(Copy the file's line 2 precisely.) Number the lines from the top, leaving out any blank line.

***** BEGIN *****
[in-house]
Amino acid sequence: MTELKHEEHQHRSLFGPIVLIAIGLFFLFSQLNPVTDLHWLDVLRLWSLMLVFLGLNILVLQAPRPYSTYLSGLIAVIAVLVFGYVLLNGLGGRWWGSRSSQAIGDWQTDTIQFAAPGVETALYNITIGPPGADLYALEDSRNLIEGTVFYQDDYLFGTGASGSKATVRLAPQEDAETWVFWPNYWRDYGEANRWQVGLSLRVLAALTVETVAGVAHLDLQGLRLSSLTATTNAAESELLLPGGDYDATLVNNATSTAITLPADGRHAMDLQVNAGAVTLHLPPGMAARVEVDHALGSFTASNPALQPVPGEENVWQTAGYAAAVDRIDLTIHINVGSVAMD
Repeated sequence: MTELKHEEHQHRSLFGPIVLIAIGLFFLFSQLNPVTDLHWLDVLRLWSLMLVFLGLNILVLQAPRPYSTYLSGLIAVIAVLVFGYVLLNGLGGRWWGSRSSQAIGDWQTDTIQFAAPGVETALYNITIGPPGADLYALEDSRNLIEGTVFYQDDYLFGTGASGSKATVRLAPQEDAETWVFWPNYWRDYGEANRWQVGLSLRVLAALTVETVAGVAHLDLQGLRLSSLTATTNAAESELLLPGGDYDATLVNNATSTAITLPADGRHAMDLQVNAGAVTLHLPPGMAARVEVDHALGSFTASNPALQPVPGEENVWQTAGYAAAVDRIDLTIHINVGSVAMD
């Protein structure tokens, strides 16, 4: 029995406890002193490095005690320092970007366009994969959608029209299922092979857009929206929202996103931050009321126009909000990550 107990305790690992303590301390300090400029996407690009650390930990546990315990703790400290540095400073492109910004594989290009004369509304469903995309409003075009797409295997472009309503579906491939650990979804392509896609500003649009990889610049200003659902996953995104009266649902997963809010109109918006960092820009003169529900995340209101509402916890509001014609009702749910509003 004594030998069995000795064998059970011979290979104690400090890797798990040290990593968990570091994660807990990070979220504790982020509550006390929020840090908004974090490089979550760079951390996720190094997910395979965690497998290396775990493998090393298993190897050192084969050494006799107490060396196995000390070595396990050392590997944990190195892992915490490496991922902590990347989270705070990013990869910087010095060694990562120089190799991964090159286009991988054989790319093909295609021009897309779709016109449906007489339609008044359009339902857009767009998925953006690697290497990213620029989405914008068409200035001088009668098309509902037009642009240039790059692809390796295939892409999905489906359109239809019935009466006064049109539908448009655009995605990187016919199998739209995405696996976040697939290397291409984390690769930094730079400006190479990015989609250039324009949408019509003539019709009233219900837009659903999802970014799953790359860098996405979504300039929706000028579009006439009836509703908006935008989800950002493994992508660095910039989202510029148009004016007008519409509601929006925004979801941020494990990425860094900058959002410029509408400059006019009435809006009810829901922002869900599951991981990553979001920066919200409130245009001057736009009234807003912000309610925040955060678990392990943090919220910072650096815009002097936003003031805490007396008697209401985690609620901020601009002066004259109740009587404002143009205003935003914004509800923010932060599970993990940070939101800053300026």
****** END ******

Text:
Amino acid sequence: MTELKHEEHQHRSLFGPIVLIAIGLFFLFSQLNPVTDLHWLDVLRLWSLMLVFLGLNILVLQAPRPYSTYLSGLIAVIAVLVFGYVLLNGLGGRWWGSRSSQAIGDWQTDTIQFAAPGVETALYNITIGPPGADLYALEDSRNLIEGTVFYQDDYLFGTGASGSKATVRLAPQEDAETWVFWPNYWRDYGEANRWQVGLSLRVLAALTVETVAGVAHLDLQGLRLSSLTATTNAAESELLLPGGDYDATLVNNATSTAITLPADGRHAMDLQVNAGAVTLHLPPGMAARVEVDHALGSFTASNPALQPVPGEENVWQTAGYAAAVDRIDLTIHINVGSVAMD